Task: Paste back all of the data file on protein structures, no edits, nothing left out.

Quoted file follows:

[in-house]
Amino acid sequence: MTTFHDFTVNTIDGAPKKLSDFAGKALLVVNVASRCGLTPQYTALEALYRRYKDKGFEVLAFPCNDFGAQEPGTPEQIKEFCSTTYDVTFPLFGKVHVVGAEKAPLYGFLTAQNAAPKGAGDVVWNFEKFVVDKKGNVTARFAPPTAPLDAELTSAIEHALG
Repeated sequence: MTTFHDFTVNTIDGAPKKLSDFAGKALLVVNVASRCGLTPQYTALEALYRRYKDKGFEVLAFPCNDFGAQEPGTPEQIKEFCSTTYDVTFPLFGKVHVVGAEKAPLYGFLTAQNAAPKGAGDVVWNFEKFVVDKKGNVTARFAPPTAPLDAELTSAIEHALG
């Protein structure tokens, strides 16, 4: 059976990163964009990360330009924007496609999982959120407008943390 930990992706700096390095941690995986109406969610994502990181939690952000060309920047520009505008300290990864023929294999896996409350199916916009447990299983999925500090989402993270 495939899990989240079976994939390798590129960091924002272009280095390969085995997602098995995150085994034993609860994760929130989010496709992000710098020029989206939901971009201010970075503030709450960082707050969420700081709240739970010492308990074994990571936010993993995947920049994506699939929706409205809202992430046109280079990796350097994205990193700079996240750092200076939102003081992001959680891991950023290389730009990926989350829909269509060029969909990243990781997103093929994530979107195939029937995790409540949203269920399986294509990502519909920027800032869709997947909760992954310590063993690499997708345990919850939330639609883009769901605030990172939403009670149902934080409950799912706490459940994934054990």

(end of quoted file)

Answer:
[in-house]
Amino acid sequence: MTTFHDFTVNTIDGAPKKLSDFAGKALLVVNVASRCGLTPQYTALEALYRRYKDKGFEVLAFPCNDFGAQEPGTPEQIKEFCSTTYDVTFPLFGKVHVVGAEKAPLYGFLTAQNAAPKGAGDVVWNFEKFVVDKKGNVTARFAPPTAPLDAELTSAIEHALG
Repeated sequence: MTTFHDFTVNTIDGAPKKLSDFAGKALLVVNVASRCGLTPQYTALEALYRRYKDKGFEVLAFPCNDFGAQEPGTPEQIKEFCSTTYDVTFPLFGKVHVVGAEKAPLYGFLTAQNAAPKGAGDVVWNFEKFVVDKKGNVTARFAPPTAPLDAELTSAIEHALG
């Protein structure tokens, strides 16, 4: 059976990163964009990360330009924007496609999982959120407008943390 930990992706700096390095941690995986109406969610994502990181939690952000060309920047520009505008300290990864023929294999896996409350199916916009447990299983999925500090989402993270 495939899990989240079976994939390798590129960091924002272009280095390969085995997602098995995150085994034993609860994760929130989010496709992000710098020029989206939901971009201010970075503030709450960082707050969420700081709240739970010492308990074994990571936010993993995947920049994506699939929706409205809202992430046109280079990796350097994205990193700079996240750092200076939102003081992001959680891991950023290389730009990926989350829909269509060029969909990243990781997103093929994530979107195939029937995790409540949203269920399986294509990502519909920027800032869709997947909760992954310590063993690499997708345990919850939330639609883009769901605030990172939403009670149902934080409950799912706490459940994934054990």